A second shared-scooter company has made its debut in Little Rock in the wake of a recent decision by city officials to implement a new municipal framework for riders and companies alike.
Electric scooters from Bird, a mobility-technology company based in Santa Monica, Calif., have appeared in the River Market district in downtown Little Rock.
The first provider to arrive in Little Rock, a little more than two years ago, was Neutron Holdings Inc., which offers shared scooters under the brand name Lime.
Lime scooters seemed to outnumber the devices from Bird in the River Market district Monday, but the arrival of a second shared-scooter company promises more options for riders and something of a competition between the providers.
However, Bird's arrival is unlikely to soothe the concerns of elected city directors who recently tried to regulate the devices with enhanced safety and zoning restrictions, an effort that was largely unsuccessful.
The jump-on, jump-off electric scooters from companies like Bird, Lime and Lyft have proliferated in urban areas around the country in recent years. Riders can unlock them using a mobile app, ride to their destination for a fee and leave the device behind.
Last year, Little Rock Mayor Frank Scott Jr. pushed members of the city's Board of Directors to adopt an ordinance that would rewrite the rules of the road for the scooters while allowing the city to obtain revenue from the devices.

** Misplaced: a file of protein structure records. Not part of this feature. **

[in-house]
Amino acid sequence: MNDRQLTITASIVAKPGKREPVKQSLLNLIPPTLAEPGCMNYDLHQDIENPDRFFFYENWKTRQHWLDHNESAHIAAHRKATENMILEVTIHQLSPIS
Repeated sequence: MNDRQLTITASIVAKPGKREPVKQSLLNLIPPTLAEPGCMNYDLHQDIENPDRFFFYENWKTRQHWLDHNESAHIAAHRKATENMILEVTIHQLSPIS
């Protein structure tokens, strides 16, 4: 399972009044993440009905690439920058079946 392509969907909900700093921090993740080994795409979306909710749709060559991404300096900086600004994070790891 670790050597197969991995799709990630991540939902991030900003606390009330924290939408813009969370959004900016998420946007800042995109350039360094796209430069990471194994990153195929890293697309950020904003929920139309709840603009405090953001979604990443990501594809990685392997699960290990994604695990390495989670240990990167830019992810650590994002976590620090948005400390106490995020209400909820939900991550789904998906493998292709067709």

After city directors passed an amended ordinance that added restrictions on the scooters related to the provision and approval of helmets and geographic restrictions based on zoning, Scott vetoed the measure in December.
"We look forward to presenting this ordinance again to address the spirit of the safety concerns without the heavy-handedness and regressive approach our city does not want to be known for," Scott said at the time.
Another version of the ordinance that did not contain the provisions Scott found objectionable passed in January by a 6-4 vote.
During debate over the measure, at-large City Director Dean Kumpuris expressed strong concerns about the safety of the devices.
Having seen "too many people on motorcycles or mopeds have problems when they get hit by a car," Kumpuris said he could not vote for the measure in good conscience.
Under the city's new framework, scooters are to be ridden on the street -- specifically in bicycle lanes, where one is available. Riders must be 16 or older. Additionally, riders younger than 18 must wear an appropriate helmet, according to the ordinance.
The new ordinance also stipulates that shared-scooter companies pay fees in order to provide their devices in the city, namely an annual $10,000 franchise fee and a $75 licensing fee assessed on each device operating in the city or using city right of way.
According to Stephanie Jackson, a spokeswoman for the mayor, Bird has received authorization for 300 scooters and Lime for 512.
Jackson provided records Monday that show both Bird and Lime have paid tens of thousands of dollars to offer their scooters in the Little Rock market.
In February, Lime paid the $10,000 franchise fee and an additional fee of $38,200. A separate payment of $200 was made in October 2020, according to a receipt.
Later that month, Feb. 24, Bird paid the city $10,000 for the franchise fee as well as $22,500 to cover the $75 fee for its 300 devices, records show.
A spokeswoman for Bird did not immediately respond Monday to a request for comment from the Arkansas Democrat-Gazette.